None of the ladies skated a clean program, which was kind of disappointing. Maria Butyrskaya fell on her lutz (after she'd been landing the combination consistently all during practice and warmup); Nicole Bobek made a last-minute change to a flip combination after being totally unable to land her (f)lutz in the afternoon practice, but then fell on the flip as well, besides appearing very tentative and cautious throught the program; Elena Sokolova landed the lutz combination after not doing so at all during practice, but then fell on her double axel; Anna Rechnio wound up doing double lutz/double toe after struggling with the lutz all day; Brittney McConn did the equivalent of a "waxel" with her lutz; and Angela Nikodinov doubled her flip out of footwork.
If any skater was "robbed" in this event, I thought it was Jennifer Robinson. She fell on her lutz but I thought her program was very well put-together and presented, and she has really soft knees and nice flow and edge quality.
At long last, here are my notes on Saturday's events.
The afternoon started out with the pairs final. The Stieglers were actively painful to watch. They did manage a better triple twist than I'd seen them do before, but they missed both throws, both missed their double axels, only did double toe loops, screwed up the dismount of one of their lifts, and finally Johnnie totally missed the entrance to his camel spin. Khalturina & Kroukov were also really awful to watch.
Ina & Zimmerman skated a pretty good performance in terms of their elements -- John even landed both his triple toe loop and double axel, and looked like he could hardly believe it himself. The big problem (aside from general problems with unison) was that they only had one throw in their program, and Kyoko fell on it.
Most people seemed to hate Berezhnaya & Sikharulidze's music, but I liked it and found the program engrossing. They screwed up their triple twist and a throw, otherwise everything was clean. Sargeant & Wirtz turned in another great performance to place second. Their main problem is that everything they do is so quick and choppy and lacking in flow.
The other pairs were all sort of non-memorable to me, and I think the judges had them all pretty closely bunched together.
The men were up next. This was the best part of the whole competition. It was good to see Alexei Urmanov skating such a good performance -- the only real problems were that the landings of a few of his jumps were a little scary, although I think they all counted as clean. He seemed to be lacking a little of his usual panache and confidence. (In the short, I thought he actually looked nervous.) I tend to think that his program would get the highest presentation marks of the four top men here if he were really "on" and skated it with full conviction.
Elvis Stojko is doing yet another movie-theme program, yawn. I guess the big news is that he actually does a spiral in this program! Yahoo. Seriously, this is the first time I've ever seen Elvis competing live. I found myself being more impressed with him in person than I'd been from watching him on TV. If you put up with his well-known flaws -- the weak spins and bent-over jump landings, for instance -- he's not that bad otherwise, as his footwork and speed and general presentation were better than I'd been expecting. Anyway, he missed his quad and a triple salchow, then doubled his lutz. He looked like he was kind of running out of steam by the end of the program -- it seems he's not yet in the best of shape in terms of his conditioning.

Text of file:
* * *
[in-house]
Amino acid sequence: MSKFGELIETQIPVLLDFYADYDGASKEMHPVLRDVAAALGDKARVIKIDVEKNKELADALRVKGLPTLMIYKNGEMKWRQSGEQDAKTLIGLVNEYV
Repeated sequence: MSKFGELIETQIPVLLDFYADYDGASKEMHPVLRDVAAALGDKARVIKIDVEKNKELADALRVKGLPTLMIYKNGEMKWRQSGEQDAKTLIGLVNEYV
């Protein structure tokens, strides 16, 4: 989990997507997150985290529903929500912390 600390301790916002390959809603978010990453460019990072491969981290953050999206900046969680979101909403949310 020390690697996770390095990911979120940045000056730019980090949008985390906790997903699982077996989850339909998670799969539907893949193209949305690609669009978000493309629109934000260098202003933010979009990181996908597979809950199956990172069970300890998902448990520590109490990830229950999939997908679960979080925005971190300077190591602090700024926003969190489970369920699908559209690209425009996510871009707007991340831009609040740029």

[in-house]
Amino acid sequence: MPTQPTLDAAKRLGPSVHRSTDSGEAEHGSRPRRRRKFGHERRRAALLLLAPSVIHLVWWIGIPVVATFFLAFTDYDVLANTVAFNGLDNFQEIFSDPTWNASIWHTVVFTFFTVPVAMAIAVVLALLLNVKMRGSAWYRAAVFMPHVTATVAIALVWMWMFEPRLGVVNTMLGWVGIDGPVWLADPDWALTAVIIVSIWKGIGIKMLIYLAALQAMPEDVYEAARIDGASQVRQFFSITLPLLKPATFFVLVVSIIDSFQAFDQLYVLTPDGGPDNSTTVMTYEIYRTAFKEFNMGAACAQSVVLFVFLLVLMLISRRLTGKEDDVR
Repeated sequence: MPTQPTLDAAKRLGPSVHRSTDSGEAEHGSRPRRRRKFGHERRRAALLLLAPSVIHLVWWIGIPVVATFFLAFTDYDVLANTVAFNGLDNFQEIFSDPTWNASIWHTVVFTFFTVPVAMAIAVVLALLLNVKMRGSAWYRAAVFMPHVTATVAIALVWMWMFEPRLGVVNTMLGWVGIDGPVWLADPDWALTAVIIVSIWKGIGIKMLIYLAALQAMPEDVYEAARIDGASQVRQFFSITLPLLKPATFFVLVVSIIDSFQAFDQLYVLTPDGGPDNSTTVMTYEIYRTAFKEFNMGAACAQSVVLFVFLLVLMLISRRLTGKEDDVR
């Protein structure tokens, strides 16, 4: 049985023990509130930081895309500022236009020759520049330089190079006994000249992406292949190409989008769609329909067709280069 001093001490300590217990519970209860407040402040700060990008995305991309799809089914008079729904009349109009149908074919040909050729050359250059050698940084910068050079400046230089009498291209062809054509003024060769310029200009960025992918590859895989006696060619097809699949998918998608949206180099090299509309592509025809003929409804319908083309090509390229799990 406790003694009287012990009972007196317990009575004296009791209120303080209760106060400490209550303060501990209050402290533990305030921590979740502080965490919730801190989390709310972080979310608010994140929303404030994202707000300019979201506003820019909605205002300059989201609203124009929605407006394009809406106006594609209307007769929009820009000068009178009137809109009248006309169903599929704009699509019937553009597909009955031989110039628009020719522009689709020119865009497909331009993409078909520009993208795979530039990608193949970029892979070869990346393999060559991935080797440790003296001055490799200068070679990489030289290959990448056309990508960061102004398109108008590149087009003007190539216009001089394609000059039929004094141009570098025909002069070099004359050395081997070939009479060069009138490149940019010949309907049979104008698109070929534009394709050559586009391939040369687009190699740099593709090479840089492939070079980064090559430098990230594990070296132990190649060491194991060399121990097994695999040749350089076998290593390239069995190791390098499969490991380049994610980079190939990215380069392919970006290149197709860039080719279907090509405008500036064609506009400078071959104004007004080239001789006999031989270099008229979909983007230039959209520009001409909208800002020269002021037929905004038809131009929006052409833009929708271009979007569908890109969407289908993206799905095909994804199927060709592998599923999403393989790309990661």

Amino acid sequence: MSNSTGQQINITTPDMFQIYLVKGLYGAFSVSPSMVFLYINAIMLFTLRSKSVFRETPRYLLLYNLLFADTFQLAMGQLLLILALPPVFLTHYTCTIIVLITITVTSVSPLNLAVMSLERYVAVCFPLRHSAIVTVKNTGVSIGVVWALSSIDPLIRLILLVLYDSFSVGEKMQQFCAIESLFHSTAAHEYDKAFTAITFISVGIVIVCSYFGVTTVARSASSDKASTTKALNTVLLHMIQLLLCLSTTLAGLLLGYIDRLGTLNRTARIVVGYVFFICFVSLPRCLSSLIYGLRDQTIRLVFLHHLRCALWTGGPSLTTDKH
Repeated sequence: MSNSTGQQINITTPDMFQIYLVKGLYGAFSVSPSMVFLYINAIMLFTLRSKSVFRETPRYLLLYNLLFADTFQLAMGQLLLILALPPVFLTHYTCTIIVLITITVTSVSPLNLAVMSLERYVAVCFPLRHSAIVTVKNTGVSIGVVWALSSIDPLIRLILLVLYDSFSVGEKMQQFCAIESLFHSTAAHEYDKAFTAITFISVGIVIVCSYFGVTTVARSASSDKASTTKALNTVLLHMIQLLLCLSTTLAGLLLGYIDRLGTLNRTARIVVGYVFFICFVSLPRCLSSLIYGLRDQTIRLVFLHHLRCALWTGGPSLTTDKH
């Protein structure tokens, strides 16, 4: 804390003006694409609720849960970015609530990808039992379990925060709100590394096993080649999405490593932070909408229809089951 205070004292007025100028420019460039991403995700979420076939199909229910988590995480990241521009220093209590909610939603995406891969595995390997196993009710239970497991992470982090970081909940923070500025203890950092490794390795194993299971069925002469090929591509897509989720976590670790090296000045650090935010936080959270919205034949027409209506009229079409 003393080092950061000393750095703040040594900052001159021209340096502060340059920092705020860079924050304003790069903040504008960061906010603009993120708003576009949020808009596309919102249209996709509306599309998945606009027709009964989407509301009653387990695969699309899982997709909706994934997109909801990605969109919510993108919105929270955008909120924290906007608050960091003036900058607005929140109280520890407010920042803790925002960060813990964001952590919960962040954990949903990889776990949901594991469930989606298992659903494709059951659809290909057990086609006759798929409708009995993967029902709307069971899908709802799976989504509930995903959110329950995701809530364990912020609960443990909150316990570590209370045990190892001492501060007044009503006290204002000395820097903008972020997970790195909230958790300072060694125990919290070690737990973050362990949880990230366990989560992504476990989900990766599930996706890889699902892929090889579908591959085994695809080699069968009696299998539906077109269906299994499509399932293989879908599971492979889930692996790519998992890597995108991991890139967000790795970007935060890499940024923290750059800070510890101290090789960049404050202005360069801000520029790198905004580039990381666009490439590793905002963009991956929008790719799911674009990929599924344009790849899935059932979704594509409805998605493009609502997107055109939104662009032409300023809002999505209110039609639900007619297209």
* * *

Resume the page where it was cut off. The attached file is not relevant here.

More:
Michael Weiss skated a surprisingly good program, with two triple axels, even. The two-foot on his quad was pretty slight and I think it was probably the closest he's ever come to landing it cleanly. It was interesting that neither he nor the press made any fuss over it this time; I guess since Tim Goebel got into the record book first, failed attempts at quads are no longer worthy of controversy. Anyway, my main gripe is that Weiss's "Mulan" program seems like a step backwards for him, as it's a completely unremarkable generic movie-theme thing. I wonder if he got a costume deduction, BTW, since those sure looked like tights he was wearing.
I didn't really care much for Alexei Yagudin's "Lawrence of Arabia" program, either. I never saw him do a complete runthrough in practices so I didn't have a feel for just how much posing in front of the judges there was until he did it in the competition. On top of that, the presentation is all aimed at the judges as well, so that if you were sitting in the corner opposite to the judges, the way I was, all you got was a distant view of Alexei's backside. Technically, though, the program was very, very impressive. His jumps are huge.
Derrick Delmore's program was sort of a mixed bag -- he hit a fair number of his jumps, and missed some others. Again, my main problem was that I thought the program was just not very interesting. The music and style are very similar to his long program from last year. I was disappointed because I liked his new short a lot better.
Shepherd Clark, sad to say, totally embarassed himself at this competition. He only landed two triples in the long, and even worse than that, I had the strong impression that he started to improvise and leave out choreography once he started to make mistakes on the jumps. It was the same "Warsaw Concerto" music and costume from last year. I'd read that he was supposed to have a new program to music by Richard Strauss; what happened to it? Honestly, I like Shep, but he didn't do himself any favors at this competition.